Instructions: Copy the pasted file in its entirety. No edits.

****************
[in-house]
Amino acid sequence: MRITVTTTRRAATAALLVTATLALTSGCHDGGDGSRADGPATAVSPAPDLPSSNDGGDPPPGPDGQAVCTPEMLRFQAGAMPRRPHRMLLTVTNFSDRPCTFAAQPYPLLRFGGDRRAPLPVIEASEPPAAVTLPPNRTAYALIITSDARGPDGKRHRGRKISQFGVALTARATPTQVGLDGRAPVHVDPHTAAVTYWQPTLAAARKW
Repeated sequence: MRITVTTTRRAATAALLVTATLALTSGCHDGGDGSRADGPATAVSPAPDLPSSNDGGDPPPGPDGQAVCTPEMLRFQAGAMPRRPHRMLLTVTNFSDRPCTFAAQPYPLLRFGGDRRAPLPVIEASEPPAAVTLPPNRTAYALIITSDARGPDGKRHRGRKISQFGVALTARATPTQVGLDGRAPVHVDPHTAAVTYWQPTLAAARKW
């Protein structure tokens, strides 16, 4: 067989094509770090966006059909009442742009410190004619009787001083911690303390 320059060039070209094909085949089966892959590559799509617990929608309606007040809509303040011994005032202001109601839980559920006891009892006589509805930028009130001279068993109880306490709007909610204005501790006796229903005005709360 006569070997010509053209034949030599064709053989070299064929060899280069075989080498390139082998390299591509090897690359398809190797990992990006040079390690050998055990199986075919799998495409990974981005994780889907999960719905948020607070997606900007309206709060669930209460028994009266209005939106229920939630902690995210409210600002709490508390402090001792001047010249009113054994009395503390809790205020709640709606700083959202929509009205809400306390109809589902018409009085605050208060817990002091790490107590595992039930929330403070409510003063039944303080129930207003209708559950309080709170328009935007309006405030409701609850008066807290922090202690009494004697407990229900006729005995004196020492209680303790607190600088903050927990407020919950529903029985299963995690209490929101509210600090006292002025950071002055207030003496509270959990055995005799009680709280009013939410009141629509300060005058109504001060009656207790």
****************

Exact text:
[in-house]
Amino acid sequence: MRITVTTTRRAATAALLVTATLALTSGCHDGGDGSRADGPATAVSPAPDLPSSNDGGDPPPGPDGQAVCTPEMLRFQAGAMPRRPHRMLLTVTNFSDRPCTFAAQPYPLLRFGGDRRAPLPVIEASEPPAAVTLPPNRTAYALIITSDARGPDGKRHRGRKISQFGVALTARATPTQVGLDGRAPVHVDPHTAAVTYWQPTLAAARKW
Repeated sequence: MRITVTTTRRAATAALLVTATLALTSGCHDGGDGSRADGPATAVSPAPDLPSSNDGGDPPPGPDGQAVCTPEMLRFQAGAMPRRPHRMLLTVTNFSDRPCTFAAQPYPLLRFGGDRRAPLPVIEASEPPAAVTLPPNRTAYALIITSDARGPDGKRHRGRKISQFGVALTARATPTQVGLDGRAPVHVDPHTAAVTYWQPTLAAARKW
């Protein structure tokens, strides 16, 4: 067989094509770090966006059909009442742009410190004619009787001083911690303390 320059060039070209094909085949089966892959590559799509617990929608309606007040809509303040011994005032202001109601839980559920006891009892006589509805930028009130001279068993109880306490709007909610204005501790006796229903005005709360 006569070997010509053209034949030599064709053989070299064929060899280069075989080498390139082998390299591509090897690359398809190797990992990006040079390690050998055990199986075919799998495409990974981005994780889907999960719905948020607070997606900007309206709060669930209460028994009266209005939106229920939630902690995210409210600002709490508390402090001792001047010249009113054994009395503390809790205020709640709606700083959202929509009205809400306390109809589902018409009085605050208060817990002091790490107590595992039930929330403070409510003063039944303080129930207003209708559950309080709170328009935007309006405030409701609850008066807290922090202690009494004697407990229900006729005995004196020492209680303790607190600088903050927990407020919950529903029985299963995690209490929101509210600090006292002025950071002055207030003496509270959990055995005799009680709280009013939410009141629509300060005058109504001060009656207790």